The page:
Private label

For the license, see Private label rights.
Swedish grocery store where private label products (under the brands Hemköp and Eldorado, Axfood) are placed along with other brands such as Knorr (Unilever) and Blå band (Campbell Soup).

Private-label products or services, also known as "phantom brands", are typically those manufactured or provided by one company for offer under another company's brand. Private-label goods and services are available in a wide range of industries from food to cosmetics to web hosting. They are often positioned as lower-cost alternatives to regional, national or international brands, although recently some private label brands have been positioned as "premium" brands to compete with existing "name" brands.

Growing market shares and increasing variety of private label consumer packaged goods is now a global phenomenon. However, private label market shares exhibit widespread diversity across international markets and product categories.[1] Empirical research on private label products has been of substantial interest to both marketing academics and managers. Considerable work has been done on well-defined areas of private-label research such as private-label brand strategy, market performance of private-label products, competition with national brands, market structure, and buyer behavior.[2][3]

For example, Richelieu Foods is a private-label company producing frozen pizza, salad dressing, marinades, and condiments for other companies, including Hy-Vee, Aldi, Save-A-Lot, Sam's Club,[4] Hannaford Brothers Co.,[5] BJ's Wholesale Club (Earth's Pride brand) and Shaw's Supermarkets (Culinary Circle brand).[5] Another example is the Cott Corporation, which manufactures private-label beverages for supermarket chains. McBride plc is a Europe-based provider of private-label household and personal care products.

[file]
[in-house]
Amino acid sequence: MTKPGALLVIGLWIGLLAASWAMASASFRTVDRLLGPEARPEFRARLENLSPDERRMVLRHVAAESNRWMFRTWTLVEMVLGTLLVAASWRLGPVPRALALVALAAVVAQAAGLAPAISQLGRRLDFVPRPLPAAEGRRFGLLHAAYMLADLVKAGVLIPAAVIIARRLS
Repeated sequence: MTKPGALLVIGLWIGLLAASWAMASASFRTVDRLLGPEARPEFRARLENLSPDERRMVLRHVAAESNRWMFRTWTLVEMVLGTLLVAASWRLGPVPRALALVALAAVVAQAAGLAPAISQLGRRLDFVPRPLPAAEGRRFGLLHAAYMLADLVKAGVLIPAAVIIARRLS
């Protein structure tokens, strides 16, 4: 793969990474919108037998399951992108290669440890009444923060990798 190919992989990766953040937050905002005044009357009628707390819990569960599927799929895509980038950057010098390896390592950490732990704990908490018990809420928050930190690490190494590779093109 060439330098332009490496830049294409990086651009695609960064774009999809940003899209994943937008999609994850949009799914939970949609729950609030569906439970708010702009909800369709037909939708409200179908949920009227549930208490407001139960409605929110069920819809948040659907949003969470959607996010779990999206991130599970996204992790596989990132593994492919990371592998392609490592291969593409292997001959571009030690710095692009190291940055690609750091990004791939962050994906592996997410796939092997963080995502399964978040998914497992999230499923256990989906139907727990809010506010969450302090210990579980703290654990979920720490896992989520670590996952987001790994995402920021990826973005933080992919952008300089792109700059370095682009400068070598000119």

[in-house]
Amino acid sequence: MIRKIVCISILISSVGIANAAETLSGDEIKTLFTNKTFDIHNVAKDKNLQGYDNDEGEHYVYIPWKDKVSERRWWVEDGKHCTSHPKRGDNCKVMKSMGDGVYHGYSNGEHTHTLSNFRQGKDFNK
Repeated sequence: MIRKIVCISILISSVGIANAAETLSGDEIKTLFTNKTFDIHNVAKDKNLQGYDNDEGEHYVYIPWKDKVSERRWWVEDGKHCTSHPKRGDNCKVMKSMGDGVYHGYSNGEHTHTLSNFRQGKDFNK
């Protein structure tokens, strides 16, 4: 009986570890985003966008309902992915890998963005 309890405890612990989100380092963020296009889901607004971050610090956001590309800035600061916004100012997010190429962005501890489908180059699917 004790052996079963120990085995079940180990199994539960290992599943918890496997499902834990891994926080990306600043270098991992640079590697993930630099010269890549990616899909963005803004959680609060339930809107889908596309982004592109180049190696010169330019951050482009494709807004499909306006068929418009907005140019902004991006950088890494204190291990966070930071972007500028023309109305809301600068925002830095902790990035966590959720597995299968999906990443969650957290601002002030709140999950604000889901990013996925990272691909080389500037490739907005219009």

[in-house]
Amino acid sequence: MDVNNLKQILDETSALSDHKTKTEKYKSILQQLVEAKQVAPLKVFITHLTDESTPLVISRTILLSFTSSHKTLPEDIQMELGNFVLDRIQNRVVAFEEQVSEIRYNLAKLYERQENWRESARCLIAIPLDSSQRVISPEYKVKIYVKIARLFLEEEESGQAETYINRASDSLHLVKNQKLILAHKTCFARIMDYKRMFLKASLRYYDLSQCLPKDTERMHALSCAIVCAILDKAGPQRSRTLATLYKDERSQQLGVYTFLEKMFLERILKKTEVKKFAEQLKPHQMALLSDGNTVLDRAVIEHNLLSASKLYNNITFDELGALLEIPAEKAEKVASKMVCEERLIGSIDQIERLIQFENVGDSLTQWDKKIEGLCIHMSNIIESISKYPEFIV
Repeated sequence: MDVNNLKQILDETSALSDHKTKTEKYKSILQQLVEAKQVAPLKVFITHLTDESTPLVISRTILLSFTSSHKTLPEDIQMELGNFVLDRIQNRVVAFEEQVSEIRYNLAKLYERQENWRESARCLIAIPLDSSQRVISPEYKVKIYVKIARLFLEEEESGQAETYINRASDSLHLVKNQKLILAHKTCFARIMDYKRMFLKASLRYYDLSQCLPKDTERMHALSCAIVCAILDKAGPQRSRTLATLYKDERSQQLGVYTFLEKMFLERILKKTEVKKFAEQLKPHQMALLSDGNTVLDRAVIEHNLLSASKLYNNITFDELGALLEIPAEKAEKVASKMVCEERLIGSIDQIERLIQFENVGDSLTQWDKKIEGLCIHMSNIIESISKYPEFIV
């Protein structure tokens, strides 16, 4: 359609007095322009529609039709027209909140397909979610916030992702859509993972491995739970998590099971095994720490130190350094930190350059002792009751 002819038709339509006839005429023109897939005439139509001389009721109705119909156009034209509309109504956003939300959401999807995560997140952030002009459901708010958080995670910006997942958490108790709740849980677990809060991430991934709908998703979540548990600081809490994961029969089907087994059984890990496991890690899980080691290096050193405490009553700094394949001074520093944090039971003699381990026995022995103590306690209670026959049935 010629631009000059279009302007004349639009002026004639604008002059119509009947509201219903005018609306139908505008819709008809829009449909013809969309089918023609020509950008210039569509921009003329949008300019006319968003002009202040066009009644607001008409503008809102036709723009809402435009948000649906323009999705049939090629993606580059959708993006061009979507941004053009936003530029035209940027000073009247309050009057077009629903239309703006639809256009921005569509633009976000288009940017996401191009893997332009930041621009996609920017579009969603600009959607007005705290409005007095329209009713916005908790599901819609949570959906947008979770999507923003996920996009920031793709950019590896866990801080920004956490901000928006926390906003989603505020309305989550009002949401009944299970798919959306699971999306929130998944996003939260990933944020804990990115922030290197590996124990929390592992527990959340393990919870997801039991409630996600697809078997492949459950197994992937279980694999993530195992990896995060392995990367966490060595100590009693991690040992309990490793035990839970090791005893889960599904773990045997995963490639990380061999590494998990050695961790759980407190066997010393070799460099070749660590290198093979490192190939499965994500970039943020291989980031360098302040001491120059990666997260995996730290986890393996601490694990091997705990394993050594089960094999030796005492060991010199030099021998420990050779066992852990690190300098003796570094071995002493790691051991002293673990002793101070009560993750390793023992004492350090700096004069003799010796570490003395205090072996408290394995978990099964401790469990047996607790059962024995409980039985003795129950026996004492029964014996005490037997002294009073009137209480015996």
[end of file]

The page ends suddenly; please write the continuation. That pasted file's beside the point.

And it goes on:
Private Label Manufacturers Association

The Private Label Manufacturer's Association (PLMA)[6] in the United States categorizes private-label manufacturers into four categories:[7]

  1. Large national brand manufacturers that utilize their expertise and excess plant capacity to supply store brands.
  2. Small, quality manufacturers who specialize in particular product lines and concentrate on producing store brands almost exclusively. Often these companies are owned by corporations that also produce national brands.
  3. Major retailers and wholesalers that own their own manufacturing facilities and provide store-brand products for themselves.
  4. Regional brand manufacturers that produce private-label products for specific markets.


Marketing and business tool

Retailers have extended the concept of private label to identify a brand with a store, a concept known as the "store brand". This can be far more profitable than selling nationally advertised brands. To illustrate, a Food Marketing Institute study in the United States found that retailers earn a 35% gross margin on store-branded products compared to 25.9% on comparable nationally advertised brands.[8]


Several corporations source products from specialized manufacturers, which may or may not own their brands, as establishing their own production facilities would require substantial investments in equipment, human resources, and patents. Sourcing from a specialized company that has already made such investments with spare production capacity may be a viable alternative. If the two companies find that the market situation allows to avoid or minimize direct competition without stealing each other's market share (cannibalization), then both companies may find an agreement whereby the specialized manufacturer supplies the goods to the other. The methods to reduce cannibalization are general marketing practices such as dedicated distribution channels, different image and customer perception of the brands, pricing, and separate regional presences. The same basic concepts apply to the service industry (e.g., customer services helplines).

Market entry

Private labels may be behind the decision of some companies to enter the market with products that are quite different, but somehow associable, to those that have made them famous (e.g., apparel companies launching perfumes, car companies launching watches). Private labels may be extremely profitable for companies with a dominant market share and for certain products that enjoy high customer recognition.